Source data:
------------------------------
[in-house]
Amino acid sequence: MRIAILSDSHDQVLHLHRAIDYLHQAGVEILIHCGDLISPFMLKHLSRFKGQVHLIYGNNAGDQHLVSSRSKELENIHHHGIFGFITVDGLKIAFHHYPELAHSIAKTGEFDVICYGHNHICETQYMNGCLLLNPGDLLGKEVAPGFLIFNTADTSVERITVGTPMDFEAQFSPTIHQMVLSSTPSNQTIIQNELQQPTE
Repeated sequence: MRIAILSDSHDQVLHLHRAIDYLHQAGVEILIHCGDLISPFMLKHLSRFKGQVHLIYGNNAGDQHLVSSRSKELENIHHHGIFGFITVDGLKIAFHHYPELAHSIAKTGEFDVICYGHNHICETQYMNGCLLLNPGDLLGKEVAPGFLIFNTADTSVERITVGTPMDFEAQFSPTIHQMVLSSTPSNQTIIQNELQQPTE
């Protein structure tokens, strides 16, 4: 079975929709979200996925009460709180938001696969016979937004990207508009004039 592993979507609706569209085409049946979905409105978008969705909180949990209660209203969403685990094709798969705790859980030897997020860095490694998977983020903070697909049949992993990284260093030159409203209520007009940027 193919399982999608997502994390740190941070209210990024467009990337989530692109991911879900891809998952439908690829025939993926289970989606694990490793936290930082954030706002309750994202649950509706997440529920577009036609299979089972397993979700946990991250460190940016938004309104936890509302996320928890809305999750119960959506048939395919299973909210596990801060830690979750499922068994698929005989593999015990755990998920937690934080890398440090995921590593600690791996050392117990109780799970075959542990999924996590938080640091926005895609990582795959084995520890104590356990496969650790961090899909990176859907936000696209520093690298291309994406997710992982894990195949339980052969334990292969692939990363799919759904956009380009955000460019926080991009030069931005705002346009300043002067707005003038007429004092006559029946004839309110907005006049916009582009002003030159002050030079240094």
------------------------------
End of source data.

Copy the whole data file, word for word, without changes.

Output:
[in-house]
Amino acid sequence: MRIAILSDSHDQVLHLHRAIDYLHQAGVEILIHCGDLISPFMLKHLSRFKGQVHLIYGNNAGDQHLVSSRSKELENIHHHGIFGFITVDGLKIAFHHYPELAHSIAKTGEFDVICYGHNHICETQYMNGCLLLNPGDLLGKEVAPGFLIFNTADTSVERITVGTPMDFEAQFSPTIHQMVLSSTPSNQTIIQNELQQPTE
Repeated sequence: MRIAILSDSHDQVLHLHRAIDYLHQAGVEILIHCGDLISPFMLKHLSRFKGQVHLIYGNNAGDQHLVSSRSKELENIHHHGIFGFITVDGLKIAFHHYPELAHSIAKTGEFDVICYGHNHICETQYMNGCLLLNPGDLLGKEVAPGFLIFNTADTSVERITVGTPMDFEAQFSPTIHQMVLSSTPSNQTIIQNELQQPTE
């Protein structure tokens, strides 16, 4: 079975929709979200996925009460709180938001696969016979937004990207508009004039 592993979507609706569209085409049946979905409105978008969705909180949990209660209203969403685990094709798969705790859980030897997020860095490694998977983020903070697909049949992993990284260093030159409203209520007009940027 193919399982999608997502994390740190941070209210990024467009990337989530692109991911879900891809998952439908690829025939993926289970989606694990490793936290930082954030706002309750994202649950509706997440529920577009036609299979089972397993979700946990991250460190940016938004309104936890509302996320928890809305999750119960959506048939395919299973909210596990801060830690979750499922068994698929005989593999015990755990998920937690934080890398440090995921590593600690791996050392117990109780799970075959542990999924996590938080640091926005895609990582795959084995520890104590356990496969650790961090899909990176859907936000696209520093690298291309994406997710992982894990195949339980052969334990292969692939990363799919759904956009380009955000460019926080991009030069931005705002346009300043002067707005003038007429004092006559029946004839309110907005006049916009582009002003030159002050030079240094």